New Zealand are the hosts and defending champions but will not be one of the favorites at the Women’s Rugby World Cup, which kicks off on Saturday with three straight matches at Auckland’s Eden Park stadium.
New Zealand’s Black Ferns won the last World Tournament in Ireland in 2017 and have been the highest-ranked women’s team almost continuously from 2003-2020.
But the Ferns have slipped to No 2 in the world rankings behind England’s Red Roses, who took first place in 2020 and are unbeaten in 23 matches since 2019.
France, although ranked No. 4, are also top contenders, seasoned by competition in Europe’s Six Nations tournament and having won their last four matches against New Zealand.
The World Cup comes at a pivotal time for women’s rugby, following concerted efforts to increase investment of money and resources by World Rugby and national rugby unions. The global tournament should showcase the benefits of this investment in match quality and competitiveness.
The first three matches – France v South Africa, England v Fiji and Australia v New Zealand – are expected to be played in front of a crowd of around 40,000 at Eden Park, a record for a Women’s World Cup match. World Rugby hopes to seize the moment.
“Women’s rugby is the cornerstone of World Rugby’s growth plan for the whole game,” World Rugby director of women’s rugby, Sally Horrox, told Rugby.com.au. “If we are to develop a global game for all, we will need more girls and women to play, coach, referee, volunteer and lead our sport,” said Horrox, World Cup New Zealand, the next three editions were crucial to this plan. .
“These events anchor us and provide a compass to guide us as we scale up our efforts and investments to accelerate growth over the next decade,” Horrox said.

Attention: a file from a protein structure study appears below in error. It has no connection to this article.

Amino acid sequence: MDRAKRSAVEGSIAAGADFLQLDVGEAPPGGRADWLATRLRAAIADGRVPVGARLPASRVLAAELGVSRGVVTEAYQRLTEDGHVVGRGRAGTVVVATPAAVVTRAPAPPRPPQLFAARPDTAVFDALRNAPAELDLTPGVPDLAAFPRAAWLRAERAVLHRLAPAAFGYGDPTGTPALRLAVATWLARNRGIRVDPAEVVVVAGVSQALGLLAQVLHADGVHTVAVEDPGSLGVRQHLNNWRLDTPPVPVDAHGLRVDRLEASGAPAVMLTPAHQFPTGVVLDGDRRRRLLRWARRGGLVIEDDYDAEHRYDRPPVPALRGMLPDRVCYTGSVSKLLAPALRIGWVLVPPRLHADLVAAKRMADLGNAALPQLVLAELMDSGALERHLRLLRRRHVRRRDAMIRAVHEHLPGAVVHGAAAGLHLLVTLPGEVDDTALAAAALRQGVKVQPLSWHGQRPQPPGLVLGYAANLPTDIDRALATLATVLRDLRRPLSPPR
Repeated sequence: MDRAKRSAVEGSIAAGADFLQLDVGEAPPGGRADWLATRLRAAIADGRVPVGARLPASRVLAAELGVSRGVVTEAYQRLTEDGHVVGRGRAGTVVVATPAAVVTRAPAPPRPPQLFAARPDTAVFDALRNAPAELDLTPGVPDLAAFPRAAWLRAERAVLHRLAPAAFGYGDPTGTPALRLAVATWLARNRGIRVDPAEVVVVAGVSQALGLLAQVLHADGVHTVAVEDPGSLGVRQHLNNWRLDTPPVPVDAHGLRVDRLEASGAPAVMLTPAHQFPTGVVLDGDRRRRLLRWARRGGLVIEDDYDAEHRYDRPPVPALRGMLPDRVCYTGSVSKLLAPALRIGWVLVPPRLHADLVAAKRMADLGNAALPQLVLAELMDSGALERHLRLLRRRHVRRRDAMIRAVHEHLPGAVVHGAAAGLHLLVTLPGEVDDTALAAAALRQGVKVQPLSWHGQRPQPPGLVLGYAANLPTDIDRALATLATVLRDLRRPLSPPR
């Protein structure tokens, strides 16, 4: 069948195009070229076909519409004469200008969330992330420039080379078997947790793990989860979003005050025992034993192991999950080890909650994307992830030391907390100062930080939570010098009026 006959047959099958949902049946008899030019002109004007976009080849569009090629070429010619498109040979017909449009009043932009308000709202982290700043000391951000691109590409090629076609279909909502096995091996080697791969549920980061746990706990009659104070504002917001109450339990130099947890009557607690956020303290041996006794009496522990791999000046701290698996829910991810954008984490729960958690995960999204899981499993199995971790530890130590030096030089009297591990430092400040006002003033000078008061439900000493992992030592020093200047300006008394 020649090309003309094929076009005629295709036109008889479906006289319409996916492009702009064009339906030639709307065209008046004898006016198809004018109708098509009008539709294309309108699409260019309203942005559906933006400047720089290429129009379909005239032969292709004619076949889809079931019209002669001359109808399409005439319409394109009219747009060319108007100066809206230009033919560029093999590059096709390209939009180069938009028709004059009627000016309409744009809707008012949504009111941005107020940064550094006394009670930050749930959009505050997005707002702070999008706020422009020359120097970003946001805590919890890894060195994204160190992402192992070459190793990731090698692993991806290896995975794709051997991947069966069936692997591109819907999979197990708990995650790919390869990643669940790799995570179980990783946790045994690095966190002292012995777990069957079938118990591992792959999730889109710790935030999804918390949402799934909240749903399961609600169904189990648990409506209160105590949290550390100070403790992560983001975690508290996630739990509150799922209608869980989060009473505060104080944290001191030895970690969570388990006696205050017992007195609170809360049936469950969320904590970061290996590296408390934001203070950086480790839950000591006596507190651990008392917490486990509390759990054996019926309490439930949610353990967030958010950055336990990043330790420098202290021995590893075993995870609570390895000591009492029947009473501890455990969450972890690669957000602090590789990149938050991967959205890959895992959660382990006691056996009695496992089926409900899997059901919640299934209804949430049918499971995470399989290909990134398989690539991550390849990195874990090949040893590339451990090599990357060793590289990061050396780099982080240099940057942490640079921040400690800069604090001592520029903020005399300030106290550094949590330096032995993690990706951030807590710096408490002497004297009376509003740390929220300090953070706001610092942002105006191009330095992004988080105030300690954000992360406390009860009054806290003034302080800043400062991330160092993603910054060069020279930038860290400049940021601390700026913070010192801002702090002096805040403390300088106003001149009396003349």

World Rugby chief executive Alan Gilpin said the record crowd expected on opening day is “a great sign of confidence that this will be a great tournament”. The tournament was scheduled to take place in 2021 but was delayed due to travel issues caused by the COVID-19 pandemic.
“A year late, you’re still worried that it’s going to be difficult to run a tournament in the circumstances we find ourselves in,” Gilpin said. “The teams have been incredibly patient. Their commitment has been fantastic and I think what you see is the New Zealand public supporting them. I think that bodes well for the whole tournament.” Singer-songwriter Rita Ora will perform at Eden Park on opening day to voice her support for women’s sport.
“I’m a women’s advocate, so for me to bring attention to women’s World Cup rugby is incredible, especially with the success of the Women’s Euros this year,” Ora said. “I think spotlighting that will eventually make it the norm, just like the way people are going to watch men’s rugby. I believe there’s a huge space for women to follow suit – if they don’t. don’t already.” The teams that will compete in the World Cup have been divided into three groups of four. New Zealand are in Group A with Australia, Wales and Scotland, while England and France have been drawn with South Africa and Fiji in Group C. Group B includes Canada – also considered a competitor – the United States, Italy and Japan.
The top two teams from each pool and the next two highest ranked teams will qualify for the quarter-finals. The final is scheduled for Eden Park on November 12.
With England dealing with favoritism, New Zealand have an extra weight to carry as hosts in a country where rugby is a clear favorite as the national sport. New Zealand co-hosted the first men’s Rugby World Cup with Australia in 1987 and won the tournament, also adding men’s titles at home in 2011 and in Great Britain in 2015.
“I will probably feel emotions that I have never felt before,” New Zealand co-captain Ruahei Demant said of the long-awaited women’s event. “You kind of dream of opportunities like this, playing a Rugby World Cup on home soil, but you never think it would happen.
“To be one of the luckiest, at the right time in our career, the stars are aligned. I can’t describe it because I don’t even know what it’s going to be like.”
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